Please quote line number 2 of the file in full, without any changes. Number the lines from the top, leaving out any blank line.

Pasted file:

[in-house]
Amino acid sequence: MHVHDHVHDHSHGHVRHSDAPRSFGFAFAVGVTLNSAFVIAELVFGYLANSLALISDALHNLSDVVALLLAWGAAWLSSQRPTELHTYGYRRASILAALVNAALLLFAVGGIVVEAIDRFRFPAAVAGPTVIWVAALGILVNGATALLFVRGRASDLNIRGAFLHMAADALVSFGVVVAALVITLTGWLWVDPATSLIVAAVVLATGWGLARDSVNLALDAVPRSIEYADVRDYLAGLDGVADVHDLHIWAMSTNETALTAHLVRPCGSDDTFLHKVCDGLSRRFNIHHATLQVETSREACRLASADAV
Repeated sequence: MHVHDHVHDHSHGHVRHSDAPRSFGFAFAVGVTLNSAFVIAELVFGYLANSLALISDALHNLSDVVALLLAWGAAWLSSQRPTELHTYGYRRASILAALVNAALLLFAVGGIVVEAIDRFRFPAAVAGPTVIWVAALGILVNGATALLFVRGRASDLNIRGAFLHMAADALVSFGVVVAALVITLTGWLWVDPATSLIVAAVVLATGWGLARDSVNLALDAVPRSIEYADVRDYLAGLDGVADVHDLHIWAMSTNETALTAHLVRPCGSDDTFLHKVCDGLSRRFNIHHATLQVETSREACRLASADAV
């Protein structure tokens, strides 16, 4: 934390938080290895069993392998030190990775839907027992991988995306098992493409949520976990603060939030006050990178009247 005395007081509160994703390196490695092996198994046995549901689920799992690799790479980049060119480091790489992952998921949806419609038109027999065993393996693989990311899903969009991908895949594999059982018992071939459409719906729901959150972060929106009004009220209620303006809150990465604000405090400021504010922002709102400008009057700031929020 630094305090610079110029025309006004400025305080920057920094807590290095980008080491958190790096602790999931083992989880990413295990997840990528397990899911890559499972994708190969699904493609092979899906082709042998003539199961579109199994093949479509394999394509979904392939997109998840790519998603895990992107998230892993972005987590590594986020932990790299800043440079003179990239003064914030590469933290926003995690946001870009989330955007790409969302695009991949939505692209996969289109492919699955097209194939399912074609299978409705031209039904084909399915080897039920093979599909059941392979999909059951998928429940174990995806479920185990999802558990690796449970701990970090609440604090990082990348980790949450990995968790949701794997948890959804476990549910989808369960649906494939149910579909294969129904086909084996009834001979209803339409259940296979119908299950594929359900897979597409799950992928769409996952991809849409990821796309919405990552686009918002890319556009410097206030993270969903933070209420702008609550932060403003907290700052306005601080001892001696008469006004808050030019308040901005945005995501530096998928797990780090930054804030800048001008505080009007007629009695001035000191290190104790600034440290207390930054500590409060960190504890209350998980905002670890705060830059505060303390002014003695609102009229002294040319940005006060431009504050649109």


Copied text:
Amino acid sequence: MHVHDHVHDHSHGHVRHSDAPRSFGFAFAVGVTLNSAFVIAELVFGYLANSLALISDALHNLSDVVALLLAWGAAWLSSQRPTELHTYGYRRASILAALVNAALLLFAVGGIVVEAIDRFRFPAAVAGPTVIWVAALGILVNGATALLFVRGRASDLNIRGAFLHMAADALVSFGVVVAALVITLTGWLWVDPATSLIVAAVVLATGWGLARDSVNLALDAVPRSIEYADVRDYLAGLDGVADVHDLHIWAMSTNETALTAHLVRPCGSDDTFLHKVCDGLSRRFNIHHATLQVETSREACRLASADAV